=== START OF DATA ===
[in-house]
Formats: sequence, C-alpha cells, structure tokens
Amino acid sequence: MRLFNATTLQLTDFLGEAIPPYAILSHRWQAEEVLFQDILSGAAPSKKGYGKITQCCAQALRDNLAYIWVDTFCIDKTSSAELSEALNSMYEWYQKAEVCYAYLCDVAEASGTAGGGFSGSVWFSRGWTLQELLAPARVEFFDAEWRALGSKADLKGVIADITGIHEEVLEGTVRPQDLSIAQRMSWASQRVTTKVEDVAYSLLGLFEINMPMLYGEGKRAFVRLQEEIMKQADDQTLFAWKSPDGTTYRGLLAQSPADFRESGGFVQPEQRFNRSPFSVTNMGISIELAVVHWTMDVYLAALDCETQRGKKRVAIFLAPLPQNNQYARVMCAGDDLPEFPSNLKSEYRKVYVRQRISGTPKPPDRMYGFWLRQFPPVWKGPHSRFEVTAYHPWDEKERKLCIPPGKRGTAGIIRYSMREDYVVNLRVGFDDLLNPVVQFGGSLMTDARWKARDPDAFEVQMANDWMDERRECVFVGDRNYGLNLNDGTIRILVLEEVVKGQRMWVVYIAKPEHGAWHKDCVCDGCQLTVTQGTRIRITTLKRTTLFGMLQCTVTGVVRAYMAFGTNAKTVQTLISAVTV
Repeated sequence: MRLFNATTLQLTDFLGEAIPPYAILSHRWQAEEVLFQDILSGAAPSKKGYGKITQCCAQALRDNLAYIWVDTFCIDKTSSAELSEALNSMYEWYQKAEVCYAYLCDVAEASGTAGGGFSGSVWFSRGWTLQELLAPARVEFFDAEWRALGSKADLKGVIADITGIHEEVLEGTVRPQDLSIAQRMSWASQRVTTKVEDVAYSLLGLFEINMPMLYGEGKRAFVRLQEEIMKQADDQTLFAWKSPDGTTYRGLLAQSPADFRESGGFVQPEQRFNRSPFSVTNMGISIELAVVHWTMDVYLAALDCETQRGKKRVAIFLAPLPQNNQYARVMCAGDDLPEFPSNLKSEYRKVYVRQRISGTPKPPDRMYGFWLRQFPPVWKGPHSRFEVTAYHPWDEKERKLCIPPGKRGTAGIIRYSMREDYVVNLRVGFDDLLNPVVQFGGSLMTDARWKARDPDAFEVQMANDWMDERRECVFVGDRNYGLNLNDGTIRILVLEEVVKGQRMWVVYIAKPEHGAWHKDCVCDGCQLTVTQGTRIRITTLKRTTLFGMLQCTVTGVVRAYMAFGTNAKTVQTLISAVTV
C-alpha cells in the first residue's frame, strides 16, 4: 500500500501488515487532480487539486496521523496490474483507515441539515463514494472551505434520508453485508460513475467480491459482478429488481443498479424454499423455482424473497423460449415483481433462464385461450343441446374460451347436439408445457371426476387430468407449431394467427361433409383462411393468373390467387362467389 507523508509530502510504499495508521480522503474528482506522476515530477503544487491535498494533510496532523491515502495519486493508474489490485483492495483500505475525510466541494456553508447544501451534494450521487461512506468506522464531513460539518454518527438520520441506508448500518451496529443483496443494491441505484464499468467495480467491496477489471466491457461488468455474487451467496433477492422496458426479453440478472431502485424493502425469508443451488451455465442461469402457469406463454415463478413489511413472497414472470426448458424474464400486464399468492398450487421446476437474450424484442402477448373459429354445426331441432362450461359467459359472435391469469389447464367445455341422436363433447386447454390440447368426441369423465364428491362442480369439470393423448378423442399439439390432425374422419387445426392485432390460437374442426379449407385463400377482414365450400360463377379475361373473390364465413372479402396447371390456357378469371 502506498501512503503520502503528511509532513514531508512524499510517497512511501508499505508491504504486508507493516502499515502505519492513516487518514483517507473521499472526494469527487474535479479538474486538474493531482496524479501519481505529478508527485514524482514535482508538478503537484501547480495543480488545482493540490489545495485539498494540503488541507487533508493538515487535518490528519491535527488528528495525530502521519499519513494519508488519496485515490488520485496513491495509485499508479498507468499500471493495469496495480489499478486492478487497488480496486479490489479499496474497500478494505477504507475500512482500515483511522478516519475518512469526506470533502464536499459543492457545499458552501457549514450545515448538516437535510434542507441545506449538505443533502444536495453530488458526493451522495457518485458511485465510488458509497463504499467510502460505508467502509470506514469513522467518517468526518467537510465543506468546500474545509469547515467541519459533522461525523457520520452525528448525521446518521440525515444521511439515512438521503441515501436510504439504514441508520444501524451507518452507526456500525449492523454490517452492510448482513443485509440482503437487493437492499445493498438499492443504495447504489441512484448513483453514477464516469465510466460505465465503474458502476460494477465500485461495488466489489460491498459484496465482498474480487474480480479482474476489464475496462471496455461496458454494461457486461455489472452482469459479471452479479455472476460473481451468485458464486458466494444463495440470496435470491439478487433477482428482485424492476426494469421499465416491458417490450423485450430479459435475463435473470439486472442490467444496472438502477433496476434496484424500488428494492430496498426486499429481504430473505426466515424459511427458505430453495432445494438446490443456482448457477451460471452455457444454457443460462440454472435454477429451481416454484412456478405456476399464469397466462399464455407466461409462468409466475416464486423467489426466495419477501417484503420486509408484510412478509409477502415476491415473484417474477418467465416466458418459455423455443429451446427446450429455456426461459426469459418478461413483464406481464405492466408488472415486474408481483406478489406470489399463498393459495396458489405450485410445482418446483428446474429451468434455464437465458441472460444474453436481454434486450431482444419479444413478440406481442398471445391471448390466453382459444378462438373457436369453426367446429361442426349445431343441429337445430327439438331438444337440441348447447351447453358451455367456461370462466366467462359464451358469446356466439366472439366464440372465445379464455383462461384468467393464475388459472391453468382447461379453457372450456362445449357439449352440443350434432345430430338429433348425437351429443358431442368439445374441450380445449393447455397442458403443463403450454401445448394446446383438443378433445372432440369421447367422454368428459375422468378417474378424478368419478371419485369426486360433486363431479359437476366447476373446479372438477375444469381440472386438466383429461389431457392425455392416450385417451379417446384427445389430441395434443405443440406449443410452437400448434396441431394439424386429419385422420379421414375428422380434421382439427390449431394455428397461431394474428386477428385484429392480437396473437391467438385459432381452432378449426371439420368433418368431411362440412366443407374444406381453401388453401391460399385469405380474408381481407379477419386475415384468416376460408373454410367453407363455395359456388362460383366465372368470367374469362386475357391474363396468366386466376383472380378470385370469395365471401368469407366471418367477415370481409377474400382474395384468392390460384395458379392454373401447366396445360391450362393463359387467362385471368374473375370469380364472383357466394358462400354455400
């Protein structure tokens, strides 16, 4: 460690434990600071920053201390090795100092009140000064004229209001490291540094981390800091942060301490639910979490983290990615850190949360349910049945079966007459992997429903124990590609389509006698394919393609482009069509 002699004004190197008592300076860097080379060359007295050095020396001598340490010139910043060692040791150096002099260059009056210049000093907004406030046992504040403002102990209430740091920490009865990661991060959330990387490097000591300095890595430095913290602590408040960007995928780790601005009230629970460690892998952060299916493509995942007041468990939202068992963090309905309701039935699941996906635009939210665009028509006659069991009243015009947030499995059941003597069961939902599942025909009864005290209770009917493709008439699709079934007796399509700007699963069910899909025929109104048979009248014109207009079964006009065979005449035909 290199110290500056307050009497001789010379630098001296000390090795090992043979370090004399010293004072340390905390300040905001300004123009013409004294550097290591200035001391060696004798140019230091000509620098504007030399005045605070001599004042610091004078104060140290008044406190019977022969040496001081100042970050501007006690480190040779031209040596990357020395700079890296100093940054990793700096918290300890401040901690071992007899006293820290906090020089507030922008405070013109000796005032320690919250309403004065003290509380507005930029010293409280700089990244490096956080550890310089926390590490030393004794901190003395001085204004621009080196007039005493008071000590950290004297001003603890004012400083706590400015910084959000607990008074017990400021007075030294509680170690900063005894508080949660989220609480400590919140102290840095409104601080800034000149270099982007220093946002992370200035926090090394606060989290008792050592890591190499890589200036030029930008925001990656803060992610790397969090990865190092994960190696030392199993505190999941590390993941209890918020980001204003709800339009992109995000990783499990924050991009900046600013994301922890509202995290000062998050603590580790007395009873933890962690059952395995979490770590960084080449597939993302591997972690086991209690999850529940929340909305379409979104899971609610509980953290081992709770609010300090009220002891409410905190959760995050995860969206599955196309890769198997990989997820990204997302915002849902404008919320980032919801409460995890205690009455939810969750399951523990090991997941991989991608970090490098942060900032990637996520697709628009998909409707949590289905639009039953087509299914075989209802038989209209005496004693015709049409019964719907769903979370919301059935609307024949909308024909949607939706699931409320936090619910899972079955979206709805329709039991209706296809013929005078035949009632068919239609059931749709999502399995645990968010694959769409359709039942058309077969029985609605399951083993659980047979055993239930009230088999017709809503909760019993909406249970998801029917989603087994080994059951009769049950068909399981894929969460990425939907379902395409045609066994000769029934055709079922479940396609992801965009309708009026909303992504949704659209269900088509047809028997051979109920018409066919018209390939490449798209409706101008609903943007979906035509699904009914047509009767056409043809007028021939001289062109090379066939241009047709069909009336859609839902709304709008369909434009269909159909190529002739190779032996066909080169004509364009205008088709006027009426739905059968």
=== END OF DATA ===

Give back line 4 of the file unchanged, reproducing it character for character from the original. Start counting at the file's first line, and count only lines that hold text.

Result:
Repeated sequence: MRLFNATTLQLTDFLGEAIPPYAILSHRWQAEEVLFQDILSGAAPSKKGYGKITQCCAQALRDNLAYIWVDTFCIDKTSSAELSEALNSMYEWYQKAEVCYAYLCDVAEASGTAGGGFSGSVWFSRGWTLQELLAPARVEFFDAEWRALGSKADLKGVIADITGIHEEVLEGTVRPQDLSIAQRMSWASQRVTTKVEDVAYSLLGLFEINMPMLYGEGKRAFVRLQEEIMKQADDQTLFAWKSPDGTTYRGLLAQSPADFRESGGFVQPEQRFNRSPFSVTNMGISIELAVVHWTMDVYLAALDCETQRGKKRVAIFLAPLPQNNQYARVMCAGDDLPEFPSNLKSEYRKVYVRQRISGTPKPPDRMYGFWLRQFPPVWKGPHSRFEVTAYHPWDEKERKLCIPPGKRGTAGIIRYSMREDYVVNLRVGFDDLLNPVVQFGGSLMTDARWKARDPDAFEVQMANDWMDERRECVFVGDRNYGLNLNDGTIRILVLEEVVKGQRMWVVYIAKPEHGAWHKDCVCDGCQLTVTQGTRIRITTLKRTTLFGMLQCTVTGVVRAYMAFGTNAKTVQTLISAVTV